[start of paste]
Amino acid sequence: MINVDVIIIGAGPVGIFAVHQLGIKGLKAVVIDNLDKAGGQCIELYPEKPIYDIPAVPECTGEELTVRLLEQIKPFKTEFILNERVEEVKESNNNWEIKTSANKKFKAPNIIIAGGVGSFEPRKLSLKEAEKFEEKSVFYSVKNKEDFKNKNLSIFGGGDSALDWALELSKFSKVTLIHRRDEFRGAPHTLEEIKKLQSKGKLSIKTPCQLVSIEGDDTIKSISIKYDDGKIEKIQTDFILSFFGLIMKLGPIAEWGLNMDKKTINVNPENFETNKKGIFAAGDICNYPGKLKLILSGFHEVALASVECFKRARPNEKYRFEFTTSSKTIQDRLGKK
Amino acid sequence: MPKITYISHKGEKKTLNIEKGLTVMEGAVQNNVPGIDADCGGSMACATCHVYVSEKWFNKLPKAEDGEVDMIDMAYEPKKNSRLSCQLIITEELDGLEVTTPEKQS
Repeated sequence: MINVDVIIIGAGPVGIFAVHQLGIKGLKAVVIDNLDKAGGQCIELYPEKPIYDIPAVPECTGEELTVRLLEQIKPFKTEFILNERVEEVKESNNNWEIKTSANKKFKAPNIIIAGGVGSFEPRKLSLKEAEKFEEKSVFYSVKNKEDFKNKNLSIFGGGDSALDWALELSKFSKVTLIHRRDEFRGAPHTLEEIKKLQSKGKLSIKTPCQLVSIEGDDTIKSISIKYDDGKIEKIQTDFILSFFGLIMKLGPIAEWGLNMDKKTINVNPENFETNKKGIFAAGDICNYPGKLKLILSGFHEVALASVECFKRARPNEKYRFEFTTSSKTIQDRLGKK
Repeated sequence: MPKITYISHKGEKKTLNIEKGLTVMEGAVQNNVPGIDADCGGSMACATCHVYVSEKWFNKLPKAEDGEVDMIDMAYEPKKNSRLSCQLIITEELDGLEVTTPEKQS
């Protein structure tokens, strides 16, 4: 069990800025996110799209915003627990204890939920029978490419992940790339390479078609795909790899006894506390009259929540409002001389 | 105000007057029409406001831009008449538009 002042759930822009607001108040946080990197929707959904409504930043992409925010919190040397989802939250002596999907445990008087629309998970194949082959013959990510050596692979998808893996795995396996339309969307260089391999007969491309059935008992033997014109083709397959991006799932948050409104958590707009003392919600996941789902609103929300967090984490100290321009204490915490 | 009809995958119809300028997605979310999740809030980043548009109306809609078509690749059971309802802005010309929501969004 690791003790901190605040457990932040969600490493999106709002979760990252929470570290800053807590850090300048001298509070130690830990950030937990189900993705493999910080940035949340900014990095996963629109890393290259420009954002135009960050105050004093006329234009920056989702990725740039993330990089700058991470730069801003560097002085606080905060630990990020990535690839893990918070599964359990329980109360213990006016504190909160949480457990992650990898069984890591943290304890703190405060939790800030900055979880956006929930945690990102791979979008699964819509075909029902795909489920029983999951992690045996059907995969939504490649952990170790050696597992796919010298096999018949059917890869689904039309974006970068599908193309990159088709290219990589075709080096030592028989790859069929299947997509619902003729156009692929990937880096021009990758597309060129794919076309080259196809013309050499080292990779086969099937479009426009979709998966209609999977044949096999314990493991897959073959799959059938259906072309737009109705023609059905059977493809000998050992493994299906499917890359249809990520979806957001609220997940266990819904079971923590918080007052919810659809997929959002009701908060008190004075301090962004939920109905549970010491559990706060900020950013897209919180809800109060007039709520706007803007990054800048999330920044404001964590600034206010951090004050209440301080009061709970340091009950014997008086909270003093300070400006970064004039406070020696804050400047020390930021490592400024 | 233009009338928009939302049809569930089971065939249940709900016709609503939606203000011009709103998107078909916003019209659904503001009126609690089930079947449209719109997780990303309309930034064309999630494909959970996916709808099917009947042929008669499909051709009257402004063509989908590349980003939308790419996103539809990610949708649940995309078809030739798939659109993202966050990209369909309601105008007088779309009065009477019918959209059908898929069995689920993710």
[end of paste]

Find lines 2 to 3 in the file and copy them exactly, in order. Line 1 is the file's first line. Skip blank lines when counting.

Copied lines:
Amino acid sequence: MPKITYISHKGEKKTLNIEKGLTVMEGAVQNNVPGIDADCGGSMACATCHVYVSEKWFNKLPKAEDGEVDMIDMAYEPKKNSRLSCQLIITEELDGLEVTTPEKQS
Repeated sequence: MINVDVIIIGAGPVGIFAVHQLGIKGLKAVVIDNLDKAGGQCIELYPEKPIYDIPAVPECTGEELTVRLLEQIKPFKTEFILNERVEEVKESNNNWEIKTSANKKFKAPNIIIAGGVGSFEPRKLSLKEAEKFEEKSVFYSVKNKEDFKNKNLSIFGGGDSALDWALELSKFSKVTLIHRRDEFRGAPHTLEEIKKLQSKGKLSIKTPCQLVSIEGDDTIKSISIKYDDGKIEKIQTDFILSFFGLIMKLGPIAEWGLNMDKKTINVNPENFETNKKGIFAAGDICNYPGKLKLILSGFHEVALASVECFKRARPNEKYRFEFTTSSKTIQDRLGKK